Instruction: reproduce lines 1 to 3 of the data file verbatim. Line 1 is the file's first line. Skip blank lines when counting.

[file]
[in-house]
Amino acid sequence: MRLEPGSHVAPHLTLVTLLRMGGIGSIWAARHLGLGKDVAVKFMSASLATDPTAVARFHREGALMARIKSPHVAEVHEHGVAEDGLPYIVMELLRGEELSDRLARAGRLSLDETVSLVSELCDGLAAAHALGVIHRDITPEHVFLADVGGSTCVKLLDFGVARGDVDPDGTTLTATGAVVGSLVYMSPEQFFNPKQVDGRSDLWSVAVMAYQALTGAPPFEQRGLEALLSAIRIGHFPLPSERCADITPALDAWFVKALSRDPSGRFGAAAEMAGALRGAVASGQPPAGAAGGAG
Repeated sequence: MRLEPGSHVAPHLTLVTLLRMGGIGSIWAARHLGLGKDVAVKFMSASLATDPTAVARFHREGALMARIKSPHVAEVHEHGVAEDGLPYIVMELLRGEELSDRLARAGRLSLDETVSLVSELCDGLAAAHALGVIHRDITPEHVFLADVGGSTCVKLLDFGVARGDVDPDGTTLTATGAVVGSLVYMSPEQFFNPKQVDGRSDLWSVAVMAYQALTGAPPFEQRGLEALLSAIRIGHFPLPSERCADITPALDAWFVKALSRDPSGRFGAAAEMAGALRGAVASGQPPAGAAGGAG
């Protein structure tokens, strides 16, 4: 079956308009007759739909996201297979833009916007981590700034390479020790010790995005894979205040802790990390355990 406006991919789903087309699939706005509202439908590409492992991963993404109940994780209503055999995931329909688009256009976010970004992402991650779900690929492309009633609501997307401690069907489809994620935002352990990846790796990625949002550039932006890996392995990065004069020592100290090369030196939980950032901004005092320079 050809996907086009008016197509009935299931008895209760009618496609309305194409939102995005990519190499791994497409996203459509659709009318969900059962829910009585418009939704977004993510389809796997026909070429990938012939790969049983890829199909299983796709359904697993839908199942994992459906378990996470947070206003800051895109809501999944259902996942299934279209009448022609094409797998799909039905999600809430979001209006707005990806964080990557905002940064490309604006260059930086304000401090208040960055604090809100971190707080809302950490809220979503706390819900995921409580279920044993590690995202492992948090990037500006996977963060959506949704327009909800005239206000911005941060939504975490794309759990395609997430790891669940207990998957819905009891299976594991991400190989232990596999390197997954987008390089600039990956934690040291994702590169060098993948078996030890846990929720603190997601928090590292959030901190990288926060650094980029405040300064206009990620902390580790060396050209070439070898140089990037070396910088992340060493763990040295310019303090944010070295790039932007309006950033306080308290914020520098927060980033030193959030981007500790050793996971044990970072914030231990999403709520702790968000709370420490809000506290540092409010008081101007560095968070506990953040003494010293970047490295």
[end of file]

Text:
[in-house]
Amino acid sequence: MRLEPGSHVAPHLTLVTLLRMGGIGSIWAARHLGLGKDVAVKFMSASLATDPTAVARFHREGALMARIKSPHVAEVHEHGVAEDGLPYIVMELLRGEELSDRLARAGRLSLDETVSLVSELCDGLAAAHALGVIHRDITPEHVFLADVGGSTCVKLLDFGVARGDVDPDGTTLTATGAVVGSLVYMSPEQFFNPKQVDGRSDLWSVAVMAYQALTGAPPFEQRGLEALLSAIRIGHFPLPSERCADITPALDAWFVKALSRDPSGRFGAAAEMAGALRGAVASGQPPAGAAGGAG
Repeated sequence: MRLEPGSHVAPHLTLVTLLRMGGIGSIWAARHLGLGKDVAVKFMSASLATDPTAVARFHREGALMARIKSPHVAEVHEHGVAEDGLPYIVMELLRGEELSDRLARAGRLSLDETVSLVSELCDGLAAAHALGVIHRDITPEHVFLADVGGSTCVKLLDFGVARGDVDPDGTTLTATGAVVGSLVYMSPEQFFNPKQVDGRSDLWSVAVMAYQALTGAPPFEQRGLEALLSAIRIGHFPLPSERCADITPALDAWFVKALSRDPSGRFGAAAEMAGALRGAVASGQPPAGAAGGAG